This time, aside from our own …

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Dealing with Criminal (In)Justice in the Philippines

The Philippine National Police is optimizing the use of technology in Crime Prevention and Crime Solution by launching the Bantay Krimen Mobile App at National Headquarters, Camp Crame. Photo from the Philippine National Police website.
Central American countries have a term for repressive policing strategies on crime: “Mano Dura” (Iron Fist). The tough rhetoric on crime policy in a region marked by high homicide rates and gang violence has propelled candidates into the presidencies of Honduras, El Salvador, and Guatemala. Perhaps we are heading in that direction too.
In the other side of the Pacific Ocean, the Duterte-Cayetano tandem has brought the …

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The Implication of not voting in May

Aside from a sense of duty and love of country, more Filipinos should vote on May 9, 2016. The reason is tied to the very essence of democracy.
Statistical analysis indicates that because there are only two effective candidates in local elections, non-voting will make one’s least preferred candidate win. Here are the details of my argument:
Elections are no doubt stressful for candidates and the Comelec, but such stress is healthy for our democracy. Democracy is often measured through the regularity of electoral exercises and the extent to which these exercises are competitive.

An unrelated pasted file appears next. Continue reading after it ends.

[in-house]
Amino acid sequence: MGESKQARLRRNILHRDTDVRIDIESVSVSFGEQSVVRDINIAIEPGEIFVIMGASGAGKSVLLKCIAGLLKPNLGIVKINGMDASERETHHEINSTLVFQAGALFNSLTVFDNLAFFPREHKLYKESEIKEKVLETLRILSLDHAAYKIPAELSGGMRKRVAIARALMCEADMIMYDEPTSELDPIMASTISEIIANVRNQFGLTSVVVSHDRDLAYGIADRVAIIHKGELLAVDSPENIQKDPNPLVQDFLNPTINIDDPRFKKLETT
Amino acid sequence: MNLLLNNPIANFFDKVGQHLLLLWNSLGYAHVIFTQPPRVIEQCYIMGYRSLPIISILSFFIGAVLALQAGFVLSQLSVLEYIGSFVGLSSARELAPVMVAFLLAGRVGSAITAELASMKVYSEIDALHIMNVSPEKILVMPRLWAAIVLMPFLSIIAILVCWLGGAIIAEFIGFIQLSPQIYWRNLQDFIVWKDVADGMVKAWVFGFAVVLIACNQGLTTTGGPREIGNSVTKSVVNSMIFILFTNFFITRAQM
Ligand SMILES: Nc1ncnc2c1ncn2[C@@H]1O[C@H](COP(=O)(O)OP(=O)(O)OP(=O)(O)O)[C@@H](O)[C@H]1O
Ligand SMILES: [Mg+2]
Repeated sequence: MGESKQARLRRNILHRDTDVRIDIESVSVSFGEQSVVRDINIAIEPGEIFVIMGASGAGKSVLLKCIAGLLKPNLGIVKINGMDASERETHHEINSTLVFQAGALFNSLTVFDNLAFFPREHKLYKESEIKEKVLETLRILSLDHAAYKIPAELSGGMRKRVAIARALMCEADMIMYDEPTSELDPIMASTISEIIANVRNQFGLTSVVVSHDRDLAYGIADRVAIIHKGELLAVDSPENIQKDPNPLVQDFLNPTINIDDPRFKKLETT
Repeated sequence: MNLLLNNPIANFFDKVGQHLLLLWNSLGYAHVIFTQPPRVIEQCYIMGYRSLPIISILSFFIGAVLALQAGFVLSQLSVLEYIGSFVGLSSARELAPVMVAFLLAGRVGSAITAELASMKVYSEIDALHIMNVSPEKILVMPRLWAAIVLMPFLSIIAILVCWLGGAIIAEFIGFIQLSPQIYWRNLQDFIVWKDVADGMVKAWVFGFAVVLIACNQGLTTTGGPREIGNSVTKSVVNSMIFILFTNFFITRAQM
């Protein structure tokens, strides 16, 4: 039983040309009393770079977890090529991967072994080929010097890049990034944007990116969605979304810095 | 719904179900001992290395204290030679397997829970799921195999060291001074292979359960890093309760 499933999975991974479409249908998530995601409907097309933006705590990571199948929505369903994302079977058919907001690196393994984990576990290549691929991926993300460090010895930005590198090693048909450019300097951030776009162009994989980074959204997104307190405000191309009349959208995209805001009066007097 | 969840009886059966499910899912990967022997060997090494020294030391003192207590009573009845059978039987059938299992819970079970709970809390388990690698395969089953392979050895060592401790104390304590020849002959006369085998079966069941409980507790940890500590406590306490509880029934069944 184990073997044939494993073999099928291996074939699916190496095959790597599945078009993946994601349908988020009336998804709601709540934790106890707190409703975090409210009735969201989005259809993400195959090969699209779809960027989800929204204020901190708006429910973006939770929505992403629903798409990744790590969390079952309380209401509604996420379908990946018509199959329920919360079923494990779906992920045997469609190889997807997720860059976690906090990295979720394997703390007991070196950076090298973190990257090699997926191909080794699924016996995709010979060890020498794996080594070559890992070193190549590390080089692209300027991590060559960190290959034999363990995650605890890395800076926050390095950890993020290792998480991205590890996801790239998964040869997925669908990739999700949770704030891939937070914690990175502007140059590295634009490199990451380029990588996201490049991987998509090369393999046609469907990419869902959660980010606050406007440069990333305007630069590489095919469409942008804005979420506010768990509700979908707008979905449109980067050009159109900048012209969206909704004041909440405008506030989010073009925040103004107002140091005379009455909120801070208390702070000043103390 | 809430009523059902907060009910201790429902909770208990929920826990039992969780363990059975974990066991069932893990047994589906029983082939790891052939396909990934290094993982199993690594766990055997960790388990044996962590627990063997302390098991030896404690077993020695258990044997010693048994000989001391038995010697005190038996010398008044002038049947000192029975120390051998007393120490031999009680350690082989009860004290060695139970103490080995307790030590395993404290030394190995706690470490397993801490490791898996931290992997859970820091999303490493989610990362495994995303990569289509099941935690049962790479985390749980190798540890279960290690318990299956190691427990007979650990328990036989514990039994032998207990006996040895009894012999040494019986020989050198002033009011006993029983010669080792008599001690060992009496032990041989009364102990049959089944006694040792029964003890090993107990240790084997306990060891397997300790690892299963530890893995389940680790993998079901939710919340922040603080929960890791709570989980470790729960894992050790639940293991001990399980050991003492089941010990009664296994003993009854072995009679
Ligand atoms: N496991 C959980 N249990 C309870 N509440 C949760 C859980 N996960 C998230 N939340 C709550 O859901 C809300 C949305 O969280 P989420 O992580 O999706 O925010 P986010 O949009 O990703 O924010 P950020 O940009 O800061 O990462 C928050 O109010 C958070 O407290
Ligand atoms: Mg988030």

So what if one cannot vote? What has voting …

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Presidential Elections and the Country’s Foreign Policy

In the run-up to the May presidential elections, candidates will be held to close scrutiny by the thinking members of the electorate. How well have have they thought out the major problems of the country and the potential solutions that can best serve the long-term interests of the Filipino people, instead of the expedient solutions or promises that can merely help get them elected?
Among the myriad issues that will demand attention – perhaps not necessarily the one closest to the needs of Juan dela Cruz but nonetheless of vital strategic importance – is the question of how to handle relations …

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What kinds of laws does our Congress legislate?

It must have been a shock for health officials and public health advocates to have learned that about a billion pesos was slashed from the Department of Health’s budget. The amount, allocated for the purchase of reproductive health commodities, was reportedly stricken out surreptitiously during the bicameral conference for the 2016 budget bill.
Reproductive health are among the issues considered priority by majority of Filipinos. Pulsa Asia’s 2007 survey on family planning, for instance, shows that an overwhelmingly majority of Filipinos believe in the importance of family planning and in government’s duty to provide budgetary support for it. Its 2010 survey, …

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UP experts go all out in last PiliPinas Debate

Candidates for the presidency: (from left) Grace Poe, Jejomar Binay, Rodrigo Duterte, Miriam Defensor Santiago and Mar Roxas. Photo from ABS-CBN.
All five 2016 presidential candidates—Vice-President Jejomar Binay of the United Nationalist Alliance, Sen. Miriam Defensor Santiago of the People’s Reform Party, Davao City Mayor Rodrigo Duterte of the Partido Demokratiko Pilipino-Lakas ng Bayan, independent candidate Sen. Grace Poe, and former Interior and Local Government Secretary Mar Roxas of the Liberal Party—tackled questions on the most important issues according to voters, and gave their views, platforms and plans during the third and final PiliPinas Presidential Debate held Sunday, April 24, at …